Run a shell command. Type the command and press Enter. When the command completes, you will see the output and a prompt to return to vi editing.


  1. When you type the colon (:), your cursor will move to the bottom line of your screen where you can type in the command and any parameters.
  2. If you omit the exclamation point from the above commands, you may receive an error message such as one saying changes have not been saved, or the output file cannot be written (for example, you are editing a read-only file).
  3. The : commands have longer forms (:quit, :write, :edit), but the longer forms are seldom used.

  4. vi modes

    The vi editor has two modes of operation:
    Command mode
    In command mode, you move around the file and perform editing operations such as searching for text, deleting text, changing text, and so on. You usually start in command mode.
    Insert mode
    In insert mode, you type new text into the file at the insertion point. To return to command mode, press the Esc (Escape) key.
    These two modes determine the way the editor behaves. Anything you type in insert mode is considered text to be inserted into the file. If you are trying to type a command and nothing happens, or the character appears under the cursor, then you probably forgot to press Esc to escape from insert mode.

    Editing text

    Now that you can open a file in vi, move around it and get out, it's time to learn how to edit the text in the file.

    Modifying text

    Use the following commands when you need to insert, delete, or modify text. Note that some of these commands have an uppercase form that is similar to the lowercase form; see the descriptions below.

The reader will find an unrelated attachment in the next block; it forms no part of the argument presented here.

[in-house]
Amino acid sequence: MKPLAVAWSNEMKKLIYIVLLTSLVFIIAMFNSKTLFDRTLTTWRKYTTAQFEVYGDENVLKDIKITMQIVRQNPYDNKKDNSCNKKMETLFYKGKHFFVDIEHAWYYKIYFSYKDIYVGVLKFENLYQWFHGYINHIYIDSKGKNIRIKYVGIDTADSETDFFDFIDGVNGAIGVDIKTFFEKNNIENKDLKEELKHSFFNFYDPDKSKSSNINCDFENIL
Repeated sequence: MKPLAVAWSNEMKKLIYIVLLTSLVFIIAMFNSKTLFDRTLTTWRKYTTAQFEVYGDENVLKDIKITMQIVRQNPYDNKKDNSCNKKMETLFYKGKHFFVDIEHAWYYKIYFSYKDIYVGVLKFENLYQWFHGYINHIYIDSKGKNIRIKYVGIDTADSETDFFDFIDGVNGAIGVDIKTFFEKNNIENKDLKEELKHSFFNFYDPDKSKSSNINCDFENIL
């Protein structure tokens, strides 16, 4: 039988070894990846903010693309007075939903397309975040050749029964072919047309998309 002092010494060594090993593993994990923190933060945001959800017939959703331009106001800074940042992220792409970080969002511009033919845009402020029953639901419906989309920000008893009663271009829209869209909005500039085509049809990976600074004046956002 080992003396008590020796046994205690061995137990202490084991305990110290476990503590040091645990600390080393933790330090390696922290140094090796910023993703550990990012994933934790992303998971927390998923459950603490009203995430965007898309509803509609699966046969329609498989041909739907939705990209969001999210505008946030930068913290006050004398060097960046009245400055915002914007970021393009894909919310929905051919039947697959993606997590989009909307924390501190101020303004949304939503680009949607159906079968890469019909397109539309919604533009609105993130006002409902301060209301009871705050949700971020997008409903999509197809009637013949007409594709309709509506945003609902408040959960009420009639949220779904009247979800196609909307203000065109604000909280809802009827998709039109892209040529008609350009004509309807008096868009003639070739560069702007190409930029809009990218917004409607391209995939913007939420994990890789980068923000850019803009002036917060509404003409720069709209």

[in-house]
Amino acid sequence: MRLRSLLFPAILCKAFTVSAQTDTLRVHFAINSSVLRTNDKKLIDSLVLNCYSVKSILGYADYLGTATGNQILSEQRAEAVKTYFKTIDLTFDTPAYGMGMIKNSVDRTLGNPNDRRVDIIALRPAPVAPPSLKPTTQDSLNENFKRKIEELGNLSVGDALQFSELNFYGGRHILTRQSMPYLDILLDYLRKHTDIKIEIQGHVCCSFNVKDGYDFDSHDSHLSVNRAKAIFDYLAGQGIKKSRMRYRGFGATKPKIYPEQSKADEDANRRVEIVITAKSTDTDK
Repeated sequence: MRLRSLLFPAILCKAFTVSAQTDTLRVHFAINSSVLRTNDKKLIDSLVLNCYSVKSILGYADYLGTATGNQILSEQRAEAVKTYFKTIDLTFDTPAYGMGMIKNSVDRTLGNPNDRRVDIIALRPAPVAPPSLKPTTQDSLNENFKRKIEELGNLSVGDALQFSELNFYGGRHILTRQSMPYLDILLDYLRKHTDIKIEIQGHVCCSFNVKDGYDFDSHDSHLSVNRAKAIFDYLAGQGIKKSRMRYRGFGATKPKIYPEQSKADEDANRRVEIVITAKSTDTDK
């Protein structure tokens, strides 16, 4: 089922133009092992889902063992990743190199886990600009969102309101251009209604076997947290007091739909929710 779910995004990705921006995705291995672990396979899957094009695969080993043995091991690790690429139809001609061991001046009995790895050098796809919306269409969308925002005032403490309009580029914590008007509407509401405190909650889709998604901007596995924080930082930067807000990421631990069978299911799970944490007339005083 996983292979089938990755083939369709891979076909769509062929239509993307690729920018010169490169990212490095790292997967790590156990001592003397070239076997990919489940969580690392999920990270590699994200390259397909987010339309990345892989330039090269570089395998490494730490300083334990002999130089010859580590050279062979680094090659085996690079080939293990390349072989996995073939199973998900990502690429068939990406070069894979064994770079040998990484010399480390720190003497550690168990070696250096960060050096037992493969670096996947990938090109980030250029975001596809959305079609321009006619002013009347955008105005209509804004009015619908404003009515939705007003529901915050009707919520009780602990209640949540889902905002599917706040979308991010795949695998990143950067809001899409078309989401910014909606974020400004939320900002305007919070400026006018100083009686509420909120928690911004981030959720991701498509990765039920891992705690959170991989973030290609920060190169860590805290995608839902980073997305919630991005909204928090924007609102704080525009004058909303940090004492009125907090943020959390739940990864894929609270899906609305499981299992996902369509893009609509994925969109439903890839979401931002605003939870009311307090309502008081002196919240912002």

Enter insert mode before the character at the current position. Type your text and press Esc to return to command mode. Use I to insert at the beginning of the current line.
    Enter insert mode after the character at the current position. Type your text and press Esc to return to command mode. Use A to insert at the end of the current line.
    Use c to change the current character and enter insert mode to type replacement characters.
    Open a new line for text insertion below the current line. Use O to open a line above the current line.
    Delete the remainder of the current word and enter insert mode to replace it. Use a repetition count to replace multiple words. Use c$ to replace to end of line.
    Same as for cw (and c$) above, except that insert mode is not entered.
    Delete the current line. Use a repetition count to delete multiple lines.
    Delete the character at the cursor position. Use a repetition count to delete multiple characters.
    Put the last deleted text after the current character. Use P to put it before the current character.
    This combination of x and p is a useful idiom. This swaps the character at the cursor position with the one on its right.

    Searching text

    You can search for text in your file using regular expressions:
    Use / followed by a regular expression to search forward in your file.
    Use ? followed by a regular expression to search backward in your file.
    Use n to repeat the last search in either direction.
    You may precede any of the above search commands with a number indicating a repetition count. So 3/x will find the third occurrence of x from the current point, as will /x followed by 2n. Similarly, 2/^e will find the second line from the current position that starts with e.